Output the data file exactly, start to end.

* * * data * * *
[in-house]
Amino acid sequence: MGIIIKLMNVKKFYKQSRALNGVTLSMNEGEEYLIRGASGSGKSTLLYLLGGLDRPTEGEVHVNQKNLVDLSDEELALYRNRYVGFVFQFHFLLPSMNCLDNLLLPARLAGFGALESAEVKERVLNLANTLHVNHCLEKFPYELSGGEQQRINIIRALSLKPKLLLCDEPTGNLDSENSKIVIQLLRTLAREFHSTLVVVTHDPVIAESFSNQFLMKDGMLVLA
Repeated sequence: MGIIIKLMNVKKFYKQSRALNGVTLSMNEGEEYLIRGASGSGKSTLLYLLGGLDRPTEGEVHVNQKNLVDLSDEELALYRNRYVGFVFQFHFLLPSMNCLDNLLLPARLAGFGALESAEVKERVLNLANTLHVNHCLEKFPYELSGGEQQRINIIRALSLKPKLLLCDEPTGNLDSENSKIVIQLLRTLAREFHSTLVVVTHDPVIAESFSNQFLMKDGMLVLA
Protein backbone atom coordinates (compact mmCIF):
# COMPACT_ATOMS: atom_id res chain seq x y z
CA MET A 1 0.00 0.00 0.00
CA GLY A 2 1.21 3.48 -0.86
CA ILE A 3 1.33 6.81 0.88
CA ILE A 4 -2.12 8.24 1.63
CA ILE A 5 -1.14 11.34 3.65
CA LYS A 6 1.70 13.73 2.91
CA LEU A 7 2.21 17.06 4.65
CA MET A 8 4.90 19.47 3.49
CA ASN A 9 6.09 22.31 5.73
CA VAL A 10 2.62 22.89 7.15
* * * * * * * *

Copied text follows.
[in-house]
Amino acid sequence: MGIIIKLMNVKKFYKQSRALNGVTLSMNEGEEYLIRGASGSGKSTLLYLLGGLDRPTEGEVHVNQKNLVDLSDEELALYRNRYVGFVFQFHFLLPSMNCLDNLLLPARLAGFGALESAEVKERVLNLANTLHVNHCLEKFPYELSGGEQQRINIIRALSLKPKLLLCDEPTGNLDSENSKIVIQLLRTLAREFHSTLVVVTHDPVIAESFSNQFLMKDGMLVLA
Repeated sequence: MGIIIKLMNVKKFYKQSRALNGVTLSMNEGEEYLIRGASGSGKSTLLYLLGGLDRPTEGEVHVNQKNLVDLSDEELALYRNRYVGFVFQFHFLLPSMNCLDNLLLPARLAGFGALESAEVKERVLNLANTLHVNHCLEKFPYELSGGEQQRINIIRALSLKPKLLLCDEPTGNLDSENSKIVIQLLRTLAREFHSTLVVVTHDPVIAESFSNQFLMKDGMLVLA
Protein backbone atom coordinates (compact mmCIF):
# COMPACT_ATOMS: atom_id res chain seq x y z
CA MET A 1 0.00 0.00 0.00
CA GLY A 2 1.21 3.48 -0.86
CA ILE A 3 1.33 6.81 0.88
CA ILE A 4 -2.12 8.24 1.63
CA ILE A 5 -1.14 11.34 3.65
CA LYS A 6 1.70 13.73 2.91
CA LEU A 7 2.21 17.06 4.65
CA MET A 8 4.90 19.47 3.49
CA ASN A 9 6.09 22.31 5.73
CA VAL A 10 2.62 22.89 7.15